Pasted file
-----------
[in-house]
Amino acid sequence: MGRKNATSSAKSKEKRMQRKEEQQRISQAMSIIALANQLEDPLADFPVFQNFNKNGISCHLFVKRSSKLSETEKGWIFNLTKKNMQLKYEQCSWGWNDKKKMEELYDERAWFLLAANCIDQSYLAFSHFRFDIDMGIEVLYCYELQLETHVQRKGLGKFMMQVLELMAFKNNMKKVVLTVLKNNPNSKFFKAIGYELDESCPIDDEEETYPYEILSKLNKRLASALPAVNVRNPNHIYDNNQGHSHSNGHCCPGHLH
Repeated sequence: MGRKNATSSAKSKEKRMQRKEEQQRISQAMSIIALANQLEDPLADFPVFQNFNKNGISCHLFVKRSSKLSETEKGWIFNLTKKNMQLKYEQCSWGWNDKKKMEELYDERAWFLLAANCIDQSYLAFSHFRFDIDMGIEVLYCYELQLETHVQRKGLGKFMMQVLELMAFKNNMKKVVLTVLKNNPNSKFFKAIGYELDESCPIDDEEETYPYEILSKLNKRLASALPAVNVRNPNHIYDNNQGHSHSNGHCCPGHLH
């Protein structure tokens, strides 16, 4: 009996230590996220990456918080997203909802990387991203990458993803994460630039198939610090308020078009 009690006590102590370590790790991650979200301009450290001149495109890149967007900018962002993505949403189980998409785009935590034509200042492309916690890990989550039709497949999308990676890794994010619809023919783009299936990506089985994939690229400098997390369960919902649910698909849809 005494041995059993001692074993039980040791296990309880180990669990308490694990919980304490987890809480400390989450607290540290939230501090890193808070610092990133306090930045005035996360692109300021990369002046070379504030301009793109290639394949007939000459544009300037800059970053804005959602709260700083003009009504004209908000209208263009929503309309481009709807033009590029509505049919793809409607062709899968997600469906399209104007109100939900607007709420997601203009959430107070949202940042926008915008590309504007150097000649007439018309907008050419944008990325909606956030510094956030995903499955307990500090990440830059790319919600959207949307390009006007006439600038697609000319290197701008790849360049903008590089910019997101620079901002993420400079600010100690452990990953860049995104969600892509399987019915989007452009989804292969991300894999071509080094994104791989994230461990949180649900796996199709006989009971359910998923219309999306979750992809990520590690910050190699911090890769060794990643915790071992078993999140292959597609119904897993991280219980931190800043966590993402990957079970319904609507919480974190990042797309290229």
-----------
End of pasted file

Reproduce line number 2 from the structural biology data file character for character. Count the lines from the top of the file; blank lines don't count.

Amino acid sequence: MGRKNATSSAKSKEKRMQRKEEQQRISQAMSIIALANQLEDPLADFPVFQNFNKNGISCHLFVKRSSKLSETEKGWIFNLTKKNMQLKYEQCSWGWNDKKKMEELYDERAWFLLAANCIDQSYLAFSHFRFDIDMGIEVLYCYELQLETHVQRKGLGKFMMQVLELMAFKNNMKKVVLTVLKNNPNSKFFKAIGYELDESCPIDDEEETYPYEILSKLNKRLASALPAVNVRNPNHIYDNNQGHSHSNGHCCPGHLH